My son, the enlightened one: As someone who has read a lot about Buddhism and has listened to two or three lectures given by gurus and even once had diarrhea in India, I have to say that my baby son is the first enlightened person I have ever met. He truly lives in the present: He never bears a grudge, never fears the future. He's totally ego-free. He never tries to defend his honor or take credit. His grandparents, by the way, have already opened a savings account for him, and every time they rock him in his cradle, Grandpa tells him about the excellent interest rate he managed to get for him and how much money, at an anticipated single-digit average inflation rate, he'll have in twenty-one years, when the account comes due. The little one makes no reply. But then Grandpa calculates the percentages against the prime interest rate, and I notice a few wrinkles appearing on my son's forehead—the first cracks in the wall of his nirvana.

My son, the junkie: I'd like to apologize to all the addicts and reformed addicts reading this, but with all due respect to them and their suffering, nobody's jones can touch my son's. Like every true addict, he doesn't have the same options others do when it comes to spending leisure time—those familiar choices of a good book, an evening stroll, or the NBA play-offs. For him, there are only two possibilities: a breast or hell. "Soon you'll discover the world—girls, alcohol, illegal online gambling," I say, trying to soothe him. But until that happens, we both know that only the breast will exist. Lucky for him, and for us, he has a mother equipped with two. In the worst-case scenario, if one breaks down, there's always a spare.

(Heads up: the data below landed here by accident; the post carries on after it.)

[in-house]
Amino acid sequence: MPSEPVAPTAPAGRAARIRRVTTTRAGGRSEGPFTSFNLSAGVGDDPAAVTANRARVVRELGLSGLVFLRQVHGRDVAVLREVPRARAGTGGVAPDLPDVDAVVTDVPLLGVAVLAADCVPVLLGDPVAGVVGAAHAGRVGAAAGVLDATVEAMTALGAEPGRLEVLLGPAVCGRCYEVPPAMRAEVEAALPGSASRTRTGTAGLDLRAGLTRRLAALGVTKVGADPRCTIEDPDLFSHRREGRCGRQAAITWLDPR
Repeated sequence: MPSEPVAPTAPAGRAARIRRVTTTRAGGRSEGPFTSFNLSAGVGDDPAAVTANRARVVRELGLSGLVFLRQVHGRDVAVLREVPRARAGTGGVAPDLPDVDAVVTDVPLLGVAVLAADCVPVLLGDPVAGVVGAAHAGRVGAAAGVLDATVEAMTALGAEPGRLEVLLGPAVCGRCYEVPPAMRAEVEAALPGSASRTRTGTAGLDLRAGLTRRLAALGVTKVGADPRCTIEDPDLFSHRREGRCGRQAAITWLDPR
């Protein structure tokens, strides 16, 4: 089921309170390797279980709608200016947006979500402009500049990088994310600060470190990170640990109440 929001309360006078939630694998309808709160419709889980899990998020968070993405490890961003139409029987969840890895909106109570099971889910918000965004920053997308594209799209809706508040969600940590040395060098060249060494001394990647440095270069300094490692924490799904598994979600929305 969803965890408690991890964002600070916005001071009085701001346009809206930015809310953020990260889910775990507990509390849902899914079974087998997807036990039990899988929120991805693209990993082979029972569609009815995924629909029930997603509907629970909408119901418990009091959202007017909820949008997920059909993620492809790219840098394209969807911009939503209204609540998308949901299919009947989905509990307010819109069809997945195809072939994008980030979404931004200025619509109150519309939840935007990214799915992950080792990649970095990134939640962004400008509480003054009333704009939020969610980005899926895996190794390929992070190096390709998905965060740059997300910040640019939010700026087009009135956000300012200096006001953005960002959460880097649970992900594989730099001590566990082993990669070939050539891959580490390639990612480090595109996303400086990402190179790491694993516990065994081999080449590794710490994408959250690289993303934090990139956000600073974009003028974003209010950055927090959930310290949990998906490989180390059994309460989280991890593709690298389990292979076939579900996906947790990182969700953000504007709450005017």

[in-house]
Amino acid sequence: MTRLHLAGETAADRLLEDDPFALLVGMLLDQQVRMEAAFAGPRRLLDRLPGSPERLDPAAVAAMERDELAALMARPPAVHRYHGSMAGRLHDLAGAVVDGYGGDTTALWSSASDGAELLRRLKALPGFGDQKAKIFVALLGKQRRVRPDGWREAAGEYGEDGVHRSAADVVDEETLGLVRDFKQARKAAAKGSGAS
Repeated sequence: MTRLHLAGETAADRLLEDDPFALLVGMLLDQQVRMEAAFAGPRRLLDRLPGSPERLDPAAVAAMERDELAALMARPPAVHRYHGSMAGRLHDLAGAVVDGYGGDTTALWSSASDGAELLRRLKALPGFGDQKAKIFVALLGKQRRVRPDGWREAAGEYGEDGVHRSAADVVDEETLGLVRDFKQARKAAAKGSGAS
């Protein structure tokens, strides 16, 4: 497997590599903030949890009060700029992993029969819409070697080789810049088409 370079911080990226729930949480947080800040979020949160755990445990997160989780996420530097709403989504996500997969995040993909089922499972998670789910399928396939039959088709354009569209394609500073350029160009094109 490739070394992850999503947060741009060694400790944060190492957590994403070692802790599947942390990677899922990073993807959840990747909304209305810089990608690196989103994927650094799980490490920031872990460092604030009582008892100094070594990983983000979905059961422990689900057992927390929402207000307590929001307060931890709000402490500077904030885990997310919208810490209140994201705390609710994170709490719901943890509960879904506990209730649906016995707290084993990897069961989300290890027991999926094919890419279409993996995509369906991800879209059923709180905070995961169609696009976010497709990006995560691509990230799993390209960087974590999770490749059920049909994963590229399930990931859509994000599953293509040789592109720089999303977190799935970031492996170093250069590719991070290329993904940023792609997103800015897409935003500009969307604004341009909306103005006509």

My son, the psychopath: Sometimes when I wake up at night and see his little figure shaking next to me in the bed like a toy burning through its batteries, producing strange guttural noises, I can't help comparing him in my imagination to Chucky in the horror movie Child's Play. They're the same height, they have the same temperament, and neither holds anything sacred. That's the truly unnerving thing about my two-week-old son: he doesn't have a drop of morality, not an ounce. Racism, inequality, insensitivity, globalization—he couldn't care less. He has no interest in anything beyond his immediate drives and desires. As far as he's concerned, other people can go to hell or join Greenpeace. All he wants now is some fresh milk or relief for his diaper rash, and if the world has to be destroyed for him to get it, just show him the button. He'll press it without a second thought.

"Don't you think that's enough?" my wife says, cutting in. "Instead of dreaming up hysterical accusations against your adorable son, maybe you could do something useful and change him?"

"OK," I tell her. "OK, I was just finishing up."

From The Seven Good Years by Etgar Keret. Copyright 2006, 2008, 2009, 2010, 2011, 2012, 2013, 2014, 2015 by Edgar Keret. Excerpted by permission of Riverhead Books, an imprint of Penguin Random House.